Should Teens Not Cross the Street Alone? $90 Million Lawsuit on the Line

By Lenore Skenazy

A 13-year-old gets hit by a car while crossing the street to get to her school bus stop. She dies. Who is to blame?


Believe it or not, the school board--to the tune of $90 million. That was the decision of a Prince George County, MD, jury. What did the board do wrong? According to this story in U.S. News:

“The school board was negligent,” said John Costello, the lawyer for the family. “They had adopted a policy to provide for safe transportation. The policy was they were going to pick up Ashley on her own side of the street. They never did. They forced her to cross the street. She got killed crossing the street.”

“If she didn’t have to cross the street …  she’d be graduating this year,” her mother said. “She’d be going to prom this year.”

So if the school board was $90 million wrong for not putting a bus stop on the girl’s side of the street, does that mean every school bus should go up and then back down each street, to make sure no child ever has to cross? Otherwise are they all “negligent”?

Of course not. The jury is treating a tragic and rare event as if it were predictable or even common.  But it’s not. We know it’s not. Milllions of children around the world cross the street every day and , thank God, the vast majority of them are safe.

But when school boards start worrying that $90 million says they better not let any student cross the street EVER, well, let’s see what happens next. Will there be no more school buses, because the liability is too great? Or maybe we’ll see twice the number of daily buses--one for each side of the street? Or--here’s what I’m most afraid of--will students up to and including age 13 be required to have an adult accompany them when they cross the street?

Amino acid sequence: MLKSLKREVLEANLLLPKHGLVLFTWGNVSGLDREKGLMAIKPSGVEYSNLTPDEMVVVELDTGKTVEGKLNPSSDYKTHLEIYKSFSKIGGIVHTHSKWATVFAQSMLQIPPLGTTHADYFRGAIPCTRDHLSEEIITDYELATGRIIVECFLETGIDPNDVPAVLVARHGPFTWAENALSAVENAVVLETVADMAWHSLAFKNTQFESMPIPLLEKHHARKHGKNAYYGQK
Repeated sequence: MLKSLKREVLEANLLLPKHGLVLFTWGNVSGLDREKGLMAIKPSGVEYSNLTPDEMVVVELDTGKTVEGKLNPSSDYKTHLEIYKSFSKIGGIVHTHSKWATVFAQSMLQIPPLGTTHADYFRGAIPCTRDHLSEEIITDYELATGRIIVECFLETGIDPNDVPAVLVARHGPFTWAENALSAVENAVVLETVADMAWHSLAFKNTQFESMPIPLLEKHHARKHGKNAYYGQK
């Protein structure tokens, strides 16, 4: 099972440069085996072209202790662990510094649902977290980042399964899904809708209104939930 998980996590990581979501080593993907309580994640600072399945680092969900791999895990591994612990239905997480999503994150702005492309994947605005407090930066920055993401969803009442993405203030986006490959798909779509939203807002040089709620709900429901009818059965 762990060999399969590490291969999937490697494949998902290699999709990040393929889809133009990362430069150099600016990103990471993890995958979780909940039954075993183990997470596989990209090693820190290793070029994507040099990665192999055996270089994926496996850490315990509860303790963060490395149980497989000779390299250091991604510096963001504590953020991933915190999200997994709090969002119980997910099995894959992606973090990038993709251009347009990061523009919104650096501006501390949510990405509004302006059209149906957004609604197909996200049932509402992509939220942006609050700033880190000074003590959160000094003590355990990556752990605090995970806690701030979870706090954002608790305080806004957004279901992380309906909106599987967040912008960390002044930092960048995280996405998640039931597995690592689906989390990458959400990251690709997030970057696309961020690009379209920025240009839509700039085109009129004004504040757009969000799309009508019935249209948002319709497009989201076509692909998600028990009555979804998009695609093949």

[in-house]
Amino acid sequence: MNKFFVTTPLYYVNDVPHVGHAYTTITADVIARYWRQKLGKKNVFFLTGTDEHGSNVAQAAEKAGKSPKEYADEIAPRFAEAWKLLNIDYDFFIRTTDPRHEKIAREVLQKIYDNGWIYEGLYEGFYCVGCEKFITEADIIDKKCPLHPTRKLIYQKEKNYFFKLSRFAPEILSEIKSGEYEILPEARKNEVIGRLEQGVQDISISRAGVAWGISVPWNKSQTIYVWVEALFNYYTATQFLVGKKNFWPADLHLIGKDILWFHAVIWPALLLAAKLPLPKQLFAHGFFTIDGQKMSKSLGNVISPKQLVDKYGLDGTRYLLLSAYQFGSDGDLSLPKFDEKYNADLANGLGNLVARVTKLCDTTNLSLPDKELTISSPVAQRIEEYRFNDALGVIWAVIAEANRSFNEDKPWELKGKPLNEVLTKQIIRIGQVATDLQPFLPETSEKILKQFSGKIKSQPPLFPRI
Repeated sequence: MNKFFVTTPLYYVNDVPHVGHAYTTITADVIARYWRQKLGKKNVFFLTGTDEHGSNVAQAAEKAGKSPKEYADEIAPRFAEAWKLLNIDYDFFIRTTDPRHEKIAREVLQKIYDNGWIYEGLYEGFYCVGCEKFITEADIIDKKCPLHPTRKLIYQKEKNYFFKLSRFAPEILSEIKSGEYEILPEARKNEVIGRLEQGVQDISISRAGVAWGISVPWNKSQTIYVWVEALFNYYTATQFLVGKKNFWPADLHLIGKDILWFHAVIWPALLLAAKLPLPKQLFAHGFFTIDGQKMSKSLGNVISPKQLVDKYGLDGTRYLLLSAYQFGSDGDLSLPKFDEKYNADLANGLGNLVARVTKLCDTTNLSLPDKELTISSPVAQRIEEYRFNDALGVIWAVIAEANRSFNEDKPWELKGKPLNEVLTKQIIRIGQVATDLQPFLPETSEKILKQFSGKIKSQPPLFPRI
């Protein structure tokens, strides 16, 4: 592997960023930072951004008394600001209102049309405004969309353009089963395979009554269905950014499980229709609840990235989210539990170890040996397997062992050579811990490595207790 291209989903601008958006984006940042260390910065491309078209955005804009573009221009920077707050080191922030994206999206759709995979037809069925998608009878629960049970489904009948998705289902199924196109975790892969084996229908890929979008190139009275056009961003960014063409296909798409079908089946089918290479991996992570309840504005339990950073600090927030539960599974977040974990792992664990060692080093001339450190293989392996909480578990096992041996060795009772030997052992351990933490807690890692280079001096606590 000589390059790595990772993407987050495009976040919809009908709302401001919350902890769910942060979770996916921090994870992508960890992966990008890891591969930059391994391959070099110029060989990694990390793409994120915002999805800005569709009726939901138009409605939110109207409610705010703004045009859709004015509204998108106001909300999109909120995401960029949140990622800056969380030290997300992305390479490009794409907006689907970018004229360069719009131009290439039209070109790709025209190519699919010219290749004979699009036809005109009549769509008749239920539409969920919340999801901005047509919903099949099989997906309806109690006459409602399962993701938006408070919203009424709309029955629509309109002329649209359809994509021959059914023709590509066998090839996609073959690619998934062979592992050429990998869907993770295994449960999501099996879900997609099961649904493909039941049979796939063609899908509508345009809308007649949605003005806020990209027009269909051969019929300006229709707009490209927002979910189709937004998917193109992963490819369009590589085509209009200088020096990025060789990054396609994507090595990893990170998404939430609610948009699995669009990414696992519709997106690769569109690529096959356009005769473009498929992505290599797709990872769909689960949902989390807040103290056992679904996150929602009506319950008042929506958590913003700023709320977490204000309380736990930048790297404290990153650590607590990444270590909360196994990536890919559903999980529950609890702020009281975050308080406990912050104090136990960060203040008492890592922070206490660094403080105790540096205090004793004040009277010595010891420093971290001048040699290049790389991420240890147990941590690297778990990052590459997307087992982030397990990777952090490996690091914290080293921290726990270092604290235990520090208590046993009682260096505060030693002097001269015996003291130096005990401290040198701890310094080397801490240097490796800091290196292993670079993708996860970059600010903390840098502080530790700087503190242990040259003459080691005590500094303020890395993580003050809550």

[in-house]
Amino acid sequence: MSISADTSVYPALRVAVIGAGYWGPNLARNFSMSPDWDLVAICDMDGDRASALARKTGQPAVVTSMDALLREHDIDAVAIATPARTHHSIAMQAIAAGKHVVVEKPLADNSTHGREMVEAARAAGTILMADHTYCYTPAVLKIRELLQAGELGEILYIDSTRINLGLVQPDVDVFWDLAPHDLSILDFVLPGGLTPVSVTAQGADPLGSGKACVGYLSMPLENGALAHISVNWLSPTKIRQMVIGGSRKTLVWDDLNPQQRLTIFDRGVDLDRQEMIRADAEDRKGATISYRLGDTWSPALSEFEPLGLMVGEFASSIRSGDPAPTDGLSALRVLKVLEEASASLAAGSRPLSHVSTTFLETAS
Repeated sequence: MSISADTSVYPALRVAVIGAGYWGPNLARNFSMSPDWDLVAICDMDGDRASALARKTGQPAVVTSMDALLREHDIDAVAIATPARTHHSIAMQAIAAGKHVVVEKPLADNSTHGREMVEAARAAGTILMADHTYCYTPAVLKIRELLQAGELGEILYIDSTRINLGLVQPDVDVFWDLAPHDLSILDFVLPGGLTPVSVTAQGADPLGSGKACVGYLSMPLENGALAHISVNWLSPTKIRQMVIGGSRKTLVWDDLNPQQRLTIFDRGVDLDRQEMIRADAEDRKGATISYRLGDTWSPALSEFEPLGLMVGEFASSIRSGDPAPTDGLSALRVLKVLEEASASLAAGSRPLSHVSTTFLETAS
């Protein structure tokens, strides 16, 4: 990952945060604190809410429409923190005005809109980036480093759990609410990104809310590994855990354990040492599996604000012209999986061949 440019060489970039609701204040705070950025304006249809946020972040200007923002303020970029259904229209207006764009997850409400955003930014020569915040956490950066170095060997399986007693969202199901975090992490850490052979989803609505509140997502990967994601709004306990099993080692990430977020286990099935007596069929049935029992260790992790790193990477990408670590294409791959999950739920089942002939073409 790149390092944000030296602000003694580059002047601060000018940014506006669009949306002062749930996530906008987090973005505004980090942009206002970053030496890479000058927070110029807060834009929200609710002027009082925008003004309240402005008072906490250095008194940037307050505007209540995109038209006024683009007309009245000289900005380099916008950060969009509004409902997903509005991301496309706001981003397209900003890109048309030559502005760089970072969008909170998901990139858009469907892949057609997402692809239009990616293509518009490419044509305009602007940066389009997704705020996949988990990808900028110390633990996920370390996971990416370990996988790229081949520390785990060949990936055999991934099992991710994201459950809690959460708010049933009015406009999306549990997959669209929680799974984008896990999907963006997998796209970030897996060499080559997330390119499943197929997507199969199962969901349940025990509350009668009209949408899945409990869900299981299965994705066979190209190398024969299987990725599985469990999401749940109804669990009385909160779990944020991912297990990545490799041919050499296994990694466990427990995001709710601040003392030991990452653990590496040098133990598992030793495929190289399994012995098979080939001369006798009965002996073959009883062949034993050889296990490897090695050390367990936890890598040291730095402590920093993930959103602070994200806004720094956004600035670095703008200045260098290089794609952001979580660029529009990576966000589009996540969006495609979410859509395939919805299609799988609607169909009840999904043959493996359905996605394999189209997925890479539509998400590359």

What a simple and cheap solution that would be for the school districts and bus companies. All it would cost is a child’s autonomy and an adult’s ability to get to work on time. Already there are districts that forbid kids to ride their bikes to school, or walk home alone until a certain age, even if the parents and child both believe the kid is ready. The reason for these helicopter rules is liability. Better not to let kids do anything on their own than to face a grief-crazed jury.

It’s natural to want to blame someone when a child dies. But here’s a novel thought: Instead of blaming the very notion of expecting a 13-year-old to cross a street…why not blame the driver of the car that hit her?

Lenore Skenazy is the author of the book and blog “Free-Range Kids,” which launched the anti-helicopter parenting movement. She’s going to be posting here from time to time on issues of interest to Common Good supporters. As Lenore puts it, she’s ready to make “America the Home of the Brave again, not the Home of the Bureaucrats So Stupid that a Hazmat Crew Gets Called to a High School When a Student Brings in a Mercury Thermometer. (Which really happened a few months back, in Florida.)” And here’s her outrage of the week. Chime in!